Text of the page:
Society and culture

In Electroboy: A Memoir of Mania by Andy Behrman, he describes his experience of mania as "the most perfect prescription glasses with which to see the world...life appears in front of you like an oversized movie screen" [13]. Behrman indicates early in his memoir that he sees himself not as a person suffering from an uncontrollable disabling illness, but as a director of the movie that is his vivid and emotionally alive life. "When I'm manic, I'm so awake and alert, that my eyelashes fluttering on the pillow sound like thunder" .

See also

References

  1. ^ Berrios G.E. (2004) Of mania. History of Psychiatry 15: 105-124.
  2. ^ Jamison, Kay R. (1996), Touched with Fire: Manic-Depressive Illness and the Artistic Temperament, New York: Free Press, ISBN 0-684-83183-X
  3. ^ NAMI (July 2007). "The many faces & facets of BP". http://www.nami.org/Content/ContentGroups/bp_and_Schizophrenia_Digest/The_Many_Faces_and_Facets_of_BP.htm. Retrieved 2008-10-02. 
  4. ^ Sethi NK, Robilotti E, Sadan Y (2005). "Neurological Manifestations Of Vitamin B-12 Deficiency". The Internet Journal of Nutrition and Wellness 2 (1). 
  5. ^ Masalha R, Chudakov B, Muhamad M, Rudoy I, Volkov I, Wirguin I (2001). "Cobalamin-responsive psychosis as the sole manifestation of vitamin B12 deficiency". Israeli Medical Association Journal 3: 701–703. http://www.ima.org.il/imaj/dynamic/web/ArtFromPubmed.asp?year=2001&month=09&page=701. 
  6. ^ DSM-IV
  7. ^ AJ Giannini. Biological Foundations of Clinical Psychiatry, NY Medical Examination Publishing Company, 1986.
  8. ^ Lakshmi N. Ytham, Vivek Kusumakar, Stanley P. Kutchar. (2002). Bipolar Disorder: A Clinician's Guide to Biological Treatments, page 3.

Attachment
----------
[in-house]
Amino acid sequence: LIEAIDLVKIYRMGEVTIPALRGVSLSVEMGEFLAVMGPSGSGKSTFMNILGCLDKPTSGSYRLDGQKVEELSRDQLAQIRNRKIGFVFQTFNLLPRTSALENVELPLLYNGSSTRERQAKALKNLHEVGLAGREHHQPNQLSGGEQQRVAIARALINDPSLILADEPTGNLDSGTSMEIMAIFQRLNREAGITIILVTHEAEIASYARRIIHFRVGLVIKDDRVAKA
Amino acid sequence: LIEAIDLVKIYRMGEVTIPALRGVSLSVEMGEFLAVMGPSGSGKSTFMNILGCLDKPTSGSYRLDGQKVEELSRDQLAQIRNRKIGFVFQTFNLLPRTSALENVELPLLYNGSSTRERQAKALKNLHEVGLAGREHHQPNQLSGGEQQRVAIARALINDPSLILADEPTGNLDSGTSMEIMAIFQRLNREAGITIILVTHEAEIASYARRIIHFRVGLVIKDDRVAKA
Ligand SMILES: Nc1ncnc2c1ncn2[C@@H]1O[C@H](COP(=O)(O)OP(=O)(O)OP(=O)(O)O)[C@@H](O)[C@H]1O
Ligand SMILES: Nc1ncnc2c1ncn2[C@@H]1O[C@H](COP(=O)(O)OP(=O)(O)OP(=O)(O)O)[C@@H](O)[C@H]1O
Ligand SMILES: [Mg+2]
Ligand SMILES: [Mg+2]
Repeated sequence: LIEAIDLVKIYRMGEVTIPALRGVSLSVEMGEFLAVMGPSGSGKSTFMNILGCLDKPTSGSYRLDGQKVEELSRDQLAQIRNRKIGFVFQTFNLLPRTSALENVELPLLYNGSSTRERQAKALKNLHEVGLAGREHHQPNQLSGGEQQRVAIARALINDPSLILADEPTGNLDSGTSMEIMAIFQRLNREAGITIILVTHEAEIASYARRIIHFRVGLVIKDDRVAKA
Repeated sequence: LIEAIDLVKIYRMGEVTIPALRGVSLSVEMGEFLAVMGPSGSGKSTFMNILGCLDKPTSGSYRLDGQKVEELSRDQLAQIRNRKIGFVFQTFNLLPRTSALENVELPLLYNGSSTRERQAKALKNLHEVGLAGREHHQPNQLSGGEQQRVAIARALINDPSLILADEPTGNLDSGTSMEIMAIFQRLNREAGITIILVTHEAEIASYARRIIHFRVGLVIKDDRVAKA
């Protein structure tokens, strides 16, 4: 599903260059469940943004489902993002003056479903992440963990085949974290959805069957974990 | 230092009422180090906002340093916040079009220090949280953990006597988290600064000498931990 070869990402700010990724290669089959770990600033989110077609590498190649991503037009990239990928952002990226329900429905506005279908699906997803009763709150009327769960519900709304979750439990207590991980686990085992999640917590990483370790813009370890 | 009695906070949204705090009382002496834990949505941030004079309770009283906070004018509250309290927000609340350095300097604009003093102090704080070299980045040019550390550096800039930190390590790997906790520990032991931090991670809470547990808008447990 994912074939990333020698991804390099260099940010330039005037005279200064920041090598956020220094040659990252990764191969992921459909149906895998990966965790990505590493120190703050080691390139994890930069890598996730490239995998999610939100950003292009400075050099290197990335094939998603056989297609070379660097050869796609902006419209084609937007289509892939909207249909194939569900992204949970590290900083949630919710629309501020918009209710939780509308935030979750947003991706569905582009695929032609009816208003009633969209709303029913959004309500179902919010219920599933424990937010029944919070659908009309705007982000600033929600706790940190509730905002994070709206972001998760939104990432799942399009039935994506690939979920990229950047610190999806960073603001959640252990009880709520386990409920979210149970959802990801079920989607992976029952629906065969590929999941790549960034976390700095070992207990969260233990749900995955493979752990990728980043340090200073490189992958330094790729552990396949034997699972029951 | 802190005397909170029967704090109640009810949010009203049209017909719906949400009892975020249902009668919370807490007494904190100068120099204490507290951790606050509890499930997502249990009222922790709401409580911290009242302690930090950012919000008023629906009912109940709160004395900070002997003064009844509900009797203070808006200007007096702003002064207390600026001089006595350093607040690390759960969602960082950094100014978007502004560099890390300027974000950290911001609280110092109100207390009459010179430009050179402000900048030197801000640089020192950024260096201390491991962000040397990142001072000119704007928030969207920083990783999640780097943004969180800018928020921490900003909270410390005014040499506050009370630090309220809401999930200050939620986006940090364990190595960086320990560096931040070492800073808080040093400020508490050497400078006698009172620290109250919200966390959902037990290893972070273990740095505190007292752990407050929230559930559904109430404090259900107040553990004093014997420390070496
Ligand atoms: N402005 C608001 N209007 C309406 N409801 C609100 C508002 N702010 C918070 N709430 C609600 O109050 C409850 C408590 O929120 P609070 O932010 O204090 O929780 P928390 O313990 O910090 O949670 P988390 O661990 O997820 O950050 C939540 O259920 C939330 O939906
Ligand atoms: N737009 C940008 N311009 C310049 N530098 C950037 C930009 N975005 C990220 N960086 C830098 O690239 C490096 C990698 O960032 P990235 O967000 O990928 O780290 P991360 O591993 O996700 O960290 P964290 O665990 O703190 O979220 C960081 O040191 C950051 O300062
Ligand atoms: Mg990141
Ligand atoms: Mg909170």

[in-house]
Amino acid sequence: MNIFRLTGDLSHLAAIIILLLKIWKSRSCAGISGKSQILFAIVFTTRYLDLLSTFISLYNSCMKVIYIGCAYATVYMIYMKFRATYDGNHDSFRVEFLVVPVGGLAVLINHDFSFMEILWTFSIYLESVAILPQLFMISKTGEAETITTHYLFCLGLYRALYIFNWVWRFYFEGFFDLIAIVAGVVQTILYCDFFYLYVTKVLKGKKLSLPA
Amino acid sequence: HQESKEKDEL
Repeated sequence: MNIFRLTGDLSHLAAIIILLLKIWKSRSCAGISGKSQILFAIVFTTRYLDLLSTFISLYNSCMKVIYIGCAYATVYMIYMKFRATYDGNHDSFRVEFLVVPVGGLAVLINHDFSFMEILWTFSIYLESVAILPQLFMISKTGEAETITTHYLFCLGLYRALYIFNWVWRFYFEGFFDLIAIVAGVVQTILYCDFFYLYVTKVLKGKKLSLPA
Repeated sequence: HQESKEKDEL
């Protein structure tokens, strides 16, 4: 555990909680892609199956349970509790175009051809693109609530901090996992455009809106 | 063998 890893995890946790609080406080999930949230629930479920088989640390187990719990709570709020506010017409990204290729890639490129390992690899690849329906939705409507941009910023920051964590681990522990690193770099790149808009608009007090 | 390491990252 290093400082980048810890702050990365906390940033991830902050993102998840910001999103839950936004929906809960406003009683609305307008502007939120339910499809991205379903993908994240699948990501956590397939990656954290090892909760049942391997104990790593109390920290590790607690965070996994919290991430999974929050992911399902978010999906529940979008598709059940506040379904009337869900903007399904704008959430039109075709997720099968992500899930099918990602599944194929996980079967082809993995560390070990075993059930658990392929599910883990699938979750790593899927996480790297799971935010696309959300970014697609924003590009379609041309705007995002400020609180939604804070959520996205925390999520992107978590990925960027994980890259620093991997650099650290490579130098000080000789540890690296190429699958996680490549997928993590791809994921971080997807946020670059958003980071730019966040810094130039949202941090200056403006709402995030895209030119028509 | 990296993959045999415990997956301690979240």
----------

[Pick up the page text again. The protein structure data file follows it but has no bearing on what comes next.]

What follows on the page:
9. ^ Giannini AJ, Houser WL Jr, Loiselle RH, Giannini MC, Price WA. (1984) "Antimanic effects of verapamil." American Journal of Psychiatry. 141:160-1604. PMID 6439057
  10. ^ Giannini AJ, Taraszewski RS, Loiselle RH. (1987) "Verapamil and lithium in maintenance therapy of manic patients. Journal of Clinical Pharmacology. 27:980-985 PMID 3325531
  11. ^ Altshuler L, Bookheimer S, Proenza MA, Townsend J, Sabb F, Firestine A, Bartzokis G, Mintz J, Mazziotta J, Cohen MS. (2005). "Increased Amygdala Activation During Mania: A Functional Magnetic Resonance Imaging Study". Am J Psychiatry 162: 1211-13. http://ajp.psychiatryonline.org/cgi/content/full/162/6/1211. 
  12. ^ Altshuler LL, Post RM, Leverich GS, Mikalauskas K, Rosoff A, Ackerman L (1995). "Antidepressant-induced mania and cycle acceleration: a controversy revisited". Am J Psychiatry 152 (8): 1130-8. PMID 7625459. 
  13. ^ Behrman, Andy (2002). Electroboy: A Memoir of Mania. Random House Trade Paperbacks. pp. Preface: Flying High. ISBN 978-0812967081. 

Further Readings

External links


Wiktionary

Up to date as of January 14, 2010
(Redirected to mania article)

Definition from Wiktionary, a free dictionary

See also -mania, mánia, mânia, and manía

Contents

English

Etymology

From Latin mania from Ancient Greek μανία (mania), madness).

Pronunciation

  • (US): IPA: /ˈmeɪniə/, SAMPA: /"meIni@/
  • Hyphenation: ma‧nia
  • Rhymes: -eɪnɪə

Noun

Wikipedia-logo.png
Wikipedia has an article on:

Wikipedia

Singular
mania

Plural
manias

mania (plural manias)

  1. Violent derangement of mind; madness; insanity.
  2. Excessive or unreasonable desire; insane passion affecting one or many people; fanaticism

Related terms

Translations

Anagrams


Finnish

Noun

mania

  1. mania

Declension


French

Pronunciation

  • IPA: /ma.nja/

Verb

mania

  1. First-person singular past historic of manier.

Anagrams

  • Anagrams of aaimn
  • anima

Italian

Noun

mania f. (plural manie)

  1. mania
  2. habit (if strange)
  3. quirk

Related terms

Anagrams

  • Anagrams of aaimn
  • anima

Simple English

Mania is a severe medical condition characterized by an extremely strong mood. Maniacs are very energetic, they have unusual thought patterns. Some maniacs show signs of psychosis. The word itself comes from from Greek μανία (Mania)[1] and that from μαίνομαι - mainomai, "to rage, to be furious".